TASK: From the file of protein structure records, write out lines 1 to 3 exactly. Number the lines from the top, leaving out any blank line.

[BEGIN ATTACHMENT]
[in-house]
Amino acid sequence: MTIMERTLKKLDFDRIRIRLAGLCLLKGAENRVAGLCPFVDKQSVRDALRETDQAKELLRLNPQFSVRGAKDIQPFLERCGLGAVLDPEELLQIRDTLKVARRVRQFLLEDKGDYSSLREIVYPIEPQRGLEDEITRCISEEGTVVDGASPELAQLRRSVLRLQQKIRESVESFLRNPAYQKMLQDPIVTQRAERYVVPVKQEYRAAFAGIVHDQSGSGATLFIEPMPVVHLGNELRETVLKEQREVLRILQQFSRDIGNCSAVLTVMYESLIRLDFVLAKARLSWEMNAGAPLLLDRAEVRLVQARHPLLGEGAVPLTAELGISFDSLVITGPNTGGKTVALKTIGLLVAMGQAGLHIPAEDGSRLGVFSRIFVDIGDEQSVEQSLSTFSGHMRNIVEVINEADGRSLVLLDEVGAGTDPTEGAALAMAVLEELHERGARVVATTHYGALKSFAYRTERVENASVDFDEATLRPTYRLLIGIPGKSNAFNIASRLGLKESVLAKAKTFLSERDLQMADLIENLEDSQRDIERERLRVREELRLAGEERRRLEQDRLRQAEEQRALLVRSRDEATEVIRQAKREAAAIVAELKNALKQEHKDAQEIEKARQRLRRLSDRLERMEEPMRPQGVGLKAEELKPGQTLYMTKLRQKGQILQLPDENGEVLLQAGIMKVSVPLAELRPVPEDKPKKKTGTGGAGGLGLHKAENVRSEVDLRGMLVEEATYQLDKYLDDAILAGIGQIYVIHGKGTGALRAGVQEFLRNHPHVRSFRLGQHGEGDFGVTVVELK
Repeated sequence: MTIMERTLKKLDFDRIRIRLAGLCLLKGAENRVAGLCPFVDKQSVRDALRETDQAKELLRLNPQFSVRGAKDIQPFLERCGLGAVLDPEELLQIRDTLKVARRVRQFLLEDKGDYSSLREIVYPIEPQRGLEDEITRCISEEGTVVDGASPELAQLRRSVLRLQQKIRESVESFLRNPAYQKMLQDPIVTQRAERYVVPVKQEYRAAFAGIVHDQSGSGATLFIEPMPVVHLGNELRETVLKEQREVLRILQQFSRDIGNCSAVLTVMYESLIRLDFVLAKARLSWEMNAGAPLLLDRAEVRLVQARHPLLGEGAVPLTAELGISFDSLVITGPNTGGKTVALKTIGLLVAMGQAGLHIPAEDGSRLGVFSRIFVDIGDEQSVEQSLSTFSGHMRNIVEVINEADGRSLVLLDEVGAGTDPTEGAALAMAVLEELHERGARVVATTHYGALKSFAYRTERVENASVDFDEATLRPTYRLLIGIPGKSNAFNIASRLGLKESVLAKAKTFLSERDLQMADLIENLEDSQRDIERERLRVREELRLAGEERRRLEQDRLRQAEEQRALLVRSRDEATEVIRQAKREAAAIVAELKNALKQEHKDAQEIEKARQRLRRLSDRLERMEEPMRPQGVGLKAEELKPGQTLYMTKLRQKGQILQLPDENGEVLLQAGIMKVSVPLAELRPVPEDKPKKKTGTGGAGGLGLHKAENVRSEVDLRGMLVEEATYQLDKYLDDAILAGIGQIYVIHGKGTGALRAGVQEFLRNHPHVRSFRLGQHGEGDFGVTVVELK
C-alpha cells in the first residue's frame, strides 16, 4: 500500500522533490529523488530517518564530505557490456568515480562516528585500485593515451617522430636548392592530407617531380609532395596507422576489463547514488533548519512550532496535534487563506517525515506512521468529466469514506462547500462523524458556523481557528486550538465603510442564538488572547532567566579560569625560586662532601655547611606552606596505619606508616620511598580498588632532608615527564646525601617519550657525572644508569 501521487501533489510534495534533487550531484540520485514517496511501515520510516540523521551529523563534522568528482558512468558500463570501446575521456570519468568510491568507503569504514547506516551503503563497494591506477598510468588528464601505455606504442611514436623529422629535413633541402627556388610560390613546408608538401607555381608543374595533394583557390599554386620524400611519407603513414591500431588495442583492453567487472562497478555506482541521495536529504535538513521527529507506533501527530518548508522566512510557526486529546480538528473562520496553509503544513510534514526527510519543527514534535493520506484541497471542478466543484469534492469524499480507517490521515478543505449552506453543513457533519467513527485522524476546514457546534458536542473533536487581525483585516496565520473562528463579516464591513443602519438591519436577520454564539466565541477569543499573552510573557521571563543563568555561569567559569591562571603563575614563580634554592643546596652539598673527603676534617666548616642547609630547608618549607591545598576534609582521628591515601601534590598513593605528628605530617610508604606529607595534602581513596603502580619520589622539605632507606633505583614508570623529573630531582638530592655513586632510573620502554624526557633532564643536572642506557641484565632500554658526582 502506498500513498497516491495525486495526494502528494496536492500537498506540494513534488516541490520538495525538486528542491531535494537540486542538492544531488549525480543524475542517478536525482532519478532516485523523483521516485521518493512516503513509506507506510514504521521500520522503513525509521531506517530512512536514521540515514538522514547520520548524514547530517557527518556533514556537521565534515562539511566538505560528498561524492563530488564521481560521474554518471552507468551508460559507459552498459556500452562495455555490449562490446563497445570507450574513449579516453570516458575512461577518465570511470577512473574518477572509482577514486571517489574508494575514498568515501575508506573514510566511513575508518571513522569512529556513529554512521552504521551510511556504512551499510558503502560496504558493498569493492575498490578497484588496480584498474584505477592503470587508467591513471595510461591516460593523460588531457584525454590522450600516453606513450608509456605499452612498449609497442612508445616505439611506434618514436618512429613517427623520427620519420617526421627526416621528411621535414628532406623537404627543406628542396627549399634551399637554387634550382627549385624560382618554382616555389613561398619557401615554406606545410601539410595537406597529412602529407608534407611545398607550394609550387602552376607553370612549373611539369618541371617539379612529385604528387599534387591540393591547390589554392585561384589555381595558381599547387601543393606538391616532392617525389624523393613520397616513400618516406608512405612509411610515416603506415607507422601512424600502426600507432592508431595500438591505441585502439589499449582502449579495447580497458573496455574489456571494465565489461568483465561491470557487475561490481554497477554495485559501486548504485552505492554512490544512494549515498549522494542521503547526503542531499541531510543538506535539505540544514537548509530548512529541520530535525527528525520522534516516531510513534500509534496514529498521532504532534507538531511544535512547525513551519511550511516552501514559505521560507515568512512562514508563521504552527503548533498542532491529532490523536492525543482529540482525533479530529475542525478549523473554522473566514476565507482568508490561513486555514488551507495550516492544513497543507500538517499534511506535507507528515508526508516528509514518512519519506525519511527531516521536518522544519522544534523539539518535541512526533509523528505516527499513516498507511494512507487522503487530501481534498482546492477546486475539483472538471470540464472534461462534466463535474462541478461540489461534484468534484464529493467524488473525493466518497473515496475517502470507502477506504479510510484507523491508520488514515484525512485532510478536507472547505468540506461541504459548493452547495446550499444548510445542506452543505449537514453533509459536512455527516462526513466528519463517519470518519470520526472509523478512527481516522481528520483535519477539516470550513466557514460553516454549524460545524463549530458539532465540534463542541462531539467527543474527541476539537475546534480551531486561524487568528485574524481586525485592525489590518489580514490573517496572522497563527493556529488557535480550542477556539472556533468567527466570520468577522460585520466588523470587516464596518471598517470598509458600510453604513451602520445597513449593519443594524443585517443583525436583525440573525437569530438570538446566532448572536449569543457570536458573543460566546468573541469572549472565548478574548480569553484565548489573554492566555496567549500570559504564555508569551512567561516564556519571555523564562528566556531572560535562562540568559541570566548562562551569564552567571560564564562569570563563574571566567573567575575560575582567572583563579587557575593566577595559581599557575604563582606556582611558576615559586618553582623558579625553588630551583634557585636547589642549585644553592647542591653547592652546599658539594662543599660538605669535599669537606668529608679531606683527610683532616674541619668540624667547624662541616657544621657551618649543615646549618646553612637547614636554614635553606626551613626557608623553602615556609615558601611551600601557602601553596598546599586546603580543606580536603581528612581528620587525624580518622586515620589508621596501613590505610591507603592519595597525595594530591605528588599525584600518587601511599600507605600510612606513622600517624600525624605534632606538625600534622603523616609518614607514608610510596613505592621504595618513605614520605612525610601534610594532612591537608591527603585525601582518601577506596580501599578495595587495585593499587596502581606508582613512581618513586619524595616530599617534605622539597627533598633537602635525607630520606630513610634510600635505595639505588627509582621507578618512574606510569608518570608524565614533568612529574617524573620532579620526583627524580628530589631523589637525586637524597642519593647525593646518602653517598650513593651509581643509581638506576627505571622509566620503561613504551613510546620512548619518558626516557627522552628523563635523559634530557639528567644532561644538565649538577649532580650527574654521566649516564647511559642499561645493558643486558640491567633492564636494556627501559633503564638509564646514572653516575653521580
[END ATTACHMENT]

[in-house]
Amino acid sequence: MTIMERTLKKLDFDRIRIRLAGLCLLKGAENRVAGLCPFVDKQSVRDALRETDQAKELLRLNPQFSVRGAKDIQPFLERCGLGAVLDPEELLQIRDTLKVARRVRQFLLEDKGDYSSLREIVYPIEPQRGLEDEITRCISEEGTVVDGASPELAQLRRSVLRLQQKIRESVESFLRNPAYQKMLQDPIVTQRAERYVVPVKQEYRAAFAGIVHDQSGSGATLFIEPMPVVHLGNELRETVLKEQREVLRILQQFSRDIGNCSAVLTVMYESLIRLDFVLAKARLSWEMNAGAPLLLDRAEVRLVQARHPLLGEGAVPLTAELGISFDSLVITGPNTGGKTVALKTIGLLVAMGQAGLHIPAEDGSRLGVFSRIFVDIGDEQSVEQSLSTFSGHMRNIVEVINEADGRSLVLLDEVGAGTDPTEGAALAMAVLEELHERGARVVATTHYGALKSFAYRTERVENASVDFDEATLRPTYRLLIGIPGKSNAFNIASRLGLKESVLAKAKTFLSERDLQMADLIENLEDSQRDIERERLRVREELRLAGEERRRLEQDRLRQAEEQRALLVRSRDEATEVIRQAKREAAAIVAELKNALKQEHKDAQEIEKARQRLRRLSDRLERMEEPMRPQGVGLKAEELKPGQTLYMTKLRQKGQILQLPDENGEVLLQAGIMKVSVPLAELRPVPEDKPKKKTGTGGAGGLGLHKAENVRSEVDLRGMLVEEATYQLDKYLDDAILAGIGQIYVIHGKGTGALRAGVQEFLRNHPHVRSFRLGQHGEGDFGVTVVELK
Repeated sequence: MTIMERTLKKLDFDRIRIRLAGLCLLKGAENRVAGLCPFVDKQSVRDALRETDQAKELLRLNPQFSVRGAKDIQPFLERCGLGAVLDPEELLQIRDTLKVARRVRQFLLEDKGDYSSLREIVYPIEPQRGLEDEITRCISEEGTVVDGASPELAQLRRSVLRLQQKIRESVESFLRNPAYQKMLQDPIVTQRAERYVVPVKQEYRAAFAGIVHDQSGSGATLFIEPMPVVHLGNELRETVLKEQREVLRILQQFSRDIGNCSAVLTVMYESLIRLDFVLAKARLSWEMNAGAPLLLDRAEVRLVQARHPLLGEGAVPLTAELGISFDSLVITGPNTGGKTVALKTIGLLVAMGQAGLHIPAEDGSRLGVFSRIFVDIGDEQSVEQSLSTFSGHMRNIVEVINEADGRSLVLLDEVGAGTDPTEGAALAMAVLEELHERGARVVATTHYGALKSFAYRTERVENASVDFDEATLRPTYRLLIGIPGKSNAFNIASRLGLKESVLAKAKTFLSERDLQMADLIENLEDSQRDIERERLRVREELRLAGEERRRLEQDRLRQAEEQRALLVRSRDEATEVIRQAKREAAAIVAELKNALKQEHKDAQEIEKARQRLRRLSDRLERMEEPMRPQGVGLKAEELKPGQTLYMTKLRQKGQILQLPDENGEVLLQAGIMKVSVPLAELRPVPEDKPKKKTGTGGAGGLGLHKAENVRSEVDLRGMLVEEATYQLDKYLDDAILAGIGQIYVIHGKGTGALRAGVQEFLRNHPHVRSFRLGQHGEGDFGVTVVELK